Tuesday, November 30, 2010

Inclusive Growth – Role of Financial Sector

Below are some excerpts from a lecture at a University by Dr. K. C. Chakrabarty, Deputy Governor, Reserve Bank of India on Inclusive Growth – Role of Financial Sector
  • Here he talks about Inclusive Growth what it means ? why is it important ?. Inclusive growth means allowing people to contribute to and benefit from economic growth.
  • Off late it has caught policy makers attention because the benefits of economic growth happened in the past few years are not shared equally among people.
  • Growth is inclusive when it creates economic opportunities along with ensuring equal access to them.
  • The Indian economy, though achieved a high growth momentum during 2003-04 to 2007-08, could not bring down unemployment and poverty to tolerable levels.
  • Further, a vast majority of the population remained outside the ambit of basic health and education facilities during this high growth phase
  • Over 25% of Indians continue to live in abject poverty. As a result, Inclusive growth has become a national policy objective of the Union Government.
  • Govt has identified agriculture, infrastructure, health care and education as critical areas for achieving higher inclusive growth.
  • The policies aim at increasing the income and employment opportunities on the one hand and on the other; it tries to finance programmes which are capable of making the growth more inclusive.
Financial Inclusion--Financial inclusion is the process of ensuring access to appropriate financial products and services needed by vulnerable groups such as weaker sections and low income groups at an affordable cost in a fair and transparent manner by mainstream institutional players

Role of Financial Sector
  • Banks and other financial services players largely are expected to mitigate the supply side processes that prevent poor and disadvantaged social groups from gaining access to the financial system.
  • Access to financial products is constrained by several factors which include: lack of awareness about the financial products, unaffordable products, high transaction costs, and products which are not convenient, inflexible, not customized and of low quality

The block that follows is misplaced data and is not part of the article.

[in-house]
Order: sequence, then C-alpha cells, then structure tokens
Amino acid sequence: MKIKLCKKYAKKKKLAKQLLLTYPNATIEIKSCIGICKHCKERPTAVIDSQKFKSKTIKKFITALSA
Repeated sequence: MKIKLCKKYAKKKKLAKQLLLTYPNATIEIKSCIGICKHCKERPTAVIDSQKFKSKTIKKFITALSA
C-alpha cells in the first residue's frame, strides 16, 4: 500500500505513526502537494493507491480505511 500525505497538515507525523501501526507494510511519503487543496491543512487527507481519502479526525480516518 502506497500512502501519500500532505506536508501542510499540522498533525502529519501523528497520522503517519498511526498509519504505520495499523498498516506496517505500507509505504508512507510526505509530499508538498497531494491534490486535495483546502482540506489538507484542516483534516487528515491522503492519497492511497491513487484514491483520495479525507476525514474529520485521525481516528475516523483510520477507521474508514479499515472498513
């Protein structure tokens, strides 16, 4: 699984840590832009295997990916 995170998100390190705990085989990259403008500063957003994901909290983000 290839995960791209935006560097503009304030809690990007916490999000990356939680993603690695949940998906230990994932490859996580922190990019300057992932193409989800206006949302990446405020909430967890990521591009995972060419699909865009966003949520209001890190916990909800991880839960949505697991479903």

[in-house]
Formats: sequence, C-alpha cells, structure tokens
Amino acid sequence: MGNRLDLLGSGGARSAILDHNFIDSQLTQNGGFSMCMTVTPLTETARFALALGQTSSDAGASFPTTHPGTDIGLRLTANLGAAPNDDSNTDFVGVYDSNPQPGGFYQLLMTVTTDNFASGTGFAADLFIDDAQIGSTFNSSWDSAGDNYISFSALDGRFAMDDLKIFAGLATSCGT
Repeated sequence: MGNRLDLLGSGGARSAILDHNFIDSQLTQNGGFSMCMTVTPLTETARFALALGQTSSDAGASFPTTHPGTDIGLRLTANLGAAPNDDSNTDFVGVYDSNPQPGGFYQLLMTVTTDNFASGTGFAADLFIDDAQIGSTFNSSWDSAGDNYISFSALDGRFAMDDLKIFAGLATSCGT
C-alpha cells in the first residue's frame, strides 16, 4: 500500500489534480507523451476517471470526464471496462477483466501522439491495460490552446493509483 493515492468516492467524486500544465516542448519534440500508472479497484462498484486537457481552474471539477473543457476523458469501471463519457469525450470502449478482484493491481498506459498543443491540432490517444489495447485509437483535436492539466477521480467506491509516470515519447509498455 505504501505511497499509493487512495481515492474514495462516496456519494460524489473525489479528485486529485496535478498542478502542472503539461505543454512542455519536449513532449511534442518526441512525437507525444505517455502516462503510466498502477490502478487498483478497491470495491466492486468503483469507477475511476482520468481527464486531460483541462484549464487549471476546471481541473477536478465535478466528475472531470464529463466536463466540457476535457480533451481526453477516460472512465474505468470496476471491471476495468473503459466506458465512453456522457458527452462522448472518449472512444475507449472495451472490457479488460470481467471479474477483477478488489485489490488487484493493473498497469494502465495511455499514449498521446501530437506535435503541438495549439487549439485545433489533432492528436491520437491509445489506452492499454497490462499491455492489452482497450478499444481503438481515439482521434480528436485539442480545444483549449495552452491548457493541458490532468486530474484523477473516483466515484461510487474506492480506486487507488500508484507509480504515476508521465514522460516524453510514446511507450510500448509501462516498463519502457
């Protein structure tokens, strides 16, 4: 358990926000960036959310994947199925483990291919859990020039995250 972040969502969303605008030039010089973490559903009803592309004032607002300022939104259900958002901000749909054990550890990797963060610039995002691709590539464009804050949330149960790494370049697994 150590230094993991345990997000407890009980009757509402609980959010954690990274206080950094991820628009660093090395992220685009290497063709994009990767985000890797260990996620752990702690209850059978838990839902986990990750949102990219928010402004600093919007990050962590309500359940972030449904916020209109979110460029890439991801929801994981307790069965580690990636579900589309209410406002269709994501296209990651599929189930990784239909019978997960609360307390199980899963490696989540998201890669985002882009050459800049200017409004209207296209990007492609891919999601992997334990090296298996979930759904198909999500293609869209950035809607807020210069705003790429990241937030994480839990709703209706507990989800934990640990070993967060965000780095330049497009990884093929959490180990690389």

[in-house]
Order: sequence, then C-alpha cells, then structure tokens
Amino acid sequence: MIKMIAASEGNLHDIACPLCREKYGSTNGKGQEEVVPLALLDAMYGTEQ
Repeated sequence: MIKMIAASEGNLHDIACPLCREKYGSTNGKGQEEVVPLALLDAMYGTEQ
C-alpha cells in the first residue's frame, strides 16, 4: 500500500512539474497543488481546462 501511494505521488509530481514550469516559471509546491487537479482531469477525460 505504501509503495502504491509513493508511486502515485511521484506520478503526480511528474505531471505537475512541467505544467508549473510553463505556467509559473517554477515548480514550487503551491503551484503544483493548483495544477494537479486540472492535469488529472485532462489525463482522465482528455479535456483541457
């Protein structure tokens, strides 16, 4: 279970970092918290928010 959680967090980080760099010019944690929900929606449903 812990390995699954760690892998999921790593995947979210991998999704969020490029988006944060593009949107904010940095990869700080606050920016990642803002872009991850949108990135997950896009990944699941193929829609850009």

• The empirical evidence shows that countries with large proportion of population excluded from the formal financial system also show higher poverty ratios and higher inequality.
  • However, we must bear in mind that apart from the supply side factors, demand side factors, such as lower income and /or asset holdings also have a significant bearing on inclusive growth.
  • The gigantic nature of the task, keeping in view the number of financially excluded people.
  • Lack of proper Business Models. Banks still perceive this as a burden and an imposition and not as a viable Business Model
  • The costs of administering low value transactions and of financial intermediation are perceived to be on the higher side.
  • Lack of cost effective scalable Delivery Models.
  • Banks must view Financial Inclusion as a huge business opportunity and perfect their Delivery Models. BC based delivery model has been made more flexible and inclusive
  • Involve all the stakeholders in the process. Governments, both Central and State, NGOs, technology vendors, Industry Associations, Insurance and Mutual Fund companies, society at large
Myths about Financial Inclusion
  • It is not their willingness but the lack of ability to deliver which is coming in the way
And he concludes that current policy objective of inclusive growth with stability is not possible without achieving universal Financial Inclusion.

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